Much research was conducted in the United States and internationally on ethyl alcohol, aimed at characterizing its performance relative to gasoline. [2] Many of the technical benefits of alcohol resulted from it high octane rating, which prevented engine knocking (a common problem in automobile engines running on pure gasoline) and also increased the the the maximum operational engine pressure ratio, thus increasing maximum horsepower generation. Some problems that were noted were trouble starting, low volatility, and sensitivity to moisture, though these were generally considered minor drawbacks in comparison to the benefits of a higher octane rating. [2] Despite the significant scientific support generated, forces in favor of petroleum such as the American Petroleum Industries Committee were able to paint ethanol as an entirely inferior fuel in front of Congress on multiple occasions. The result was that the oil industry was able to block up to 40 state and federal bills supporting alcohol-gasoline tax incentives and blending programs during the 1930's. [2] The alcohol-blending support revived in the 1930's following the promising results of ethyl alcohol research (dubbed farm chemurgy)was stamped out not by free-market competition, or by lack of supply as in past instances, but by political and questionable business practices carried out by the industries it threatened. Besides the political lobbying against alcohol fuel incentives and blending programs, some companies, such as Ethyl Corp., went as far as denying contracts to petroleum refineries and wholesalers who produced blended varieties of gasoline. [2]

Gasohol and the Revival of Ethanol

The American petroleum industry saw undisturbed success for 40 years after politically discrediting farm 'chemurgists' and their alcohol-blend fuels in the 1930's. [2] In the 1970's, spurred on by increasing price volatility of imported oil supplies from the Middle-East, ethyl alcohol once again found footing. "Gasohol", as the new blend was called, first gained popularity in the American Midwest, which served as the center of ethyl alcohol production. [2] Improvement of distilling technology, as well as renewed interest in American motorists for a cheap and clean fuel that could eliminate American dependence on OPEC oil, gave the gasohol industry the kick start it needed. [1] A powerful Gasohol lobby formed in the late 1970's managed to gain influence in Washington and guarantee federal support of the gasohol industry, even after election of Ronald Reagan, who supported synthetic fuels over renewable ones, and was famous for his extensive funding cuts in 1981. [1] Despite the positive outlook for gasohol in the early 1980's, national support of the industry became tarnished by concerns over the renewability of its source. 'Food vs Fuel' became a common phrase associated with gasohol opponents, who claimed America's heartland was being overworked and it's bounty being used for the production of fuel, which would only spike the prices of produce. America began to fear a farmer 'mafia'; a made-up organization seeking to monopolize both the fuel and grain industries. [1]

Ultimately, the gasohol industry has survived and gradually gown up to the twenty-first century, primarily as an octane-booster in gasoline, and recently gaining popularity with the advent of 'flex-fuel' capable vehicles and increasing American demand for fuel-choice in the midst of record oil price fluctuations. According to the the Annual Energy Review, Ethanol consumption, primarily as an automotive fuel octane booster, has increased from 7 trillion BTU in 1981 to 1091 trillion BTU in 2011. This is in contrast to an increase in petroleum consumption in transportation from 9.487 million barrels per day in 1981 to 13.223 million barrels per day in 2011. This means that since 1981, the growth of the ethyl alcohol industry is 393.23 times that of the transportation petroleum industry. [3]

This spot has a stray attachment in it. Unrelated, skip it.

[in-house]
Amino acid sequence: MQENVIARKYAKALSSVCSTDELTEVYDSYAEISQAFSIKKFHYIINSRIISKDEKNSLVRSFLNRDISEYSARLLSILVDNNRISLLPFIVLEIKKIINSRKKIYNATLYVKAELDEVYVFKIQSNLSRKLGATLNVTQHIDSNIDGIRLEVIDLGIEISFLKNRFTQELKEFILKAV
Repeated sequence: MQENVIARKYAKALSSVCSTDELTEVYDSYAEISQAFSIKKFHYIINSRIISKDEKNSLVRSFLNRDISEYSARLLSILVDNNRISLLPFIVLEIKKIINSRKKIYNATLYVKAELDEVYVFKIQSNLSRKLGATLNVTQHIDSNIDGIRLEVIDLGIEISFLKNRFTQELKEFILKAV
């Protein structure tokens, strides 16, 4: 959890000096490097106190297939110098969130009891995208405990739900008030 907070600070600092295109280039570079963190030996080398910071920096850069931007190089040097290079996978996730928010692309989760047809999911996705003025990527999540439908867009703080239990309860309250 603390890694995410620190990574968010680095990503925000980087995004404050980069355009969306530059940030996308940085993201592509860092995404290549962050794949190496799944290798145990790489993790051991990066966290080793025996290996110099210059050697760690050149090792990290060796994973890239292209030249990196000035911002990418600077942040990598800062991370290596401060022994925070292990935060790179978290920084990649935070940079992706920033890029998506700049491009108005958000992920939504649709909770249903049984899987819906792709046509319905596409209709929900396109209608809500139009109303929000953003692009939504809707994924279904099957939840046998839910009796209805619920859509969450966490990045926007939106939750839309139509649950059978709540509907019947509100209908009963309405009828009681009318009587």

Future of the Industry

The ethyl alcohol industry is an older one than that of gasoline, though as an automotive fuel it has never been as successful. Ever since the pre-Civil War tax on alcohol was lifted in 1906 with the help on an anti-oil Roosevelt administration, ethyl alcohol has been promoted as a clean, cheap, renewable, and powerful alternative fuel to gasoline. Due to economic difficulties, political blockades, and fierce adversaries, ethanol never saw the success in the United States that some believed it should have had. Brazil stands as the best example of the potential for ethyl alcohol to lift an enormous economy out of dependence on international petroleum imports and establish itself has a largely self-sufficient powerhouse nation. [1] But Brazil also teaches us that there is a cost to revolutionizing an entire nation's fuel industry, as Brazilian President Geisel and his National Alcohol Program were able to do in the 1970's following OPEC oil price hikes and a national sugarcane surplus problem. [1] Specifically, the cost is the free market principle, which normally would not allow an inferior fuel to take over. As long as the priority of the American people in fuel choice is price, they will continue to fill their cars with gasoline. Without an extreme shortage of gasoline in the near future, it is likely that 'The Fuel of the Future' will be surpassed by a more promising, and ultimately cheaper alternative to gasoline.

© Julian Girard. The author grants permission to copy, distribute and display this work in unaltered form, with attribution to the author, for noncommercial purposes only. All other rights, including commercial rights, are reserved to the author.


[1] H. Bernton, W. Kovarik, S. Skylar, The Forbidden Fuel: A History of Power Alcohol (Bison Books, 2010).

[2] C. B. Gray and A. R. Varcoe, "Octane, Clean Air, and Renewable Fuels: A Modest Step Towards Energy Independence," Texas Review of Law and Politics 10, No. 1, 9 (Fall, 2006).

[3] "Annual Energy Review 2011," U.S. Energy Information Administration, DOE/EIA-0384(2011), June 2011.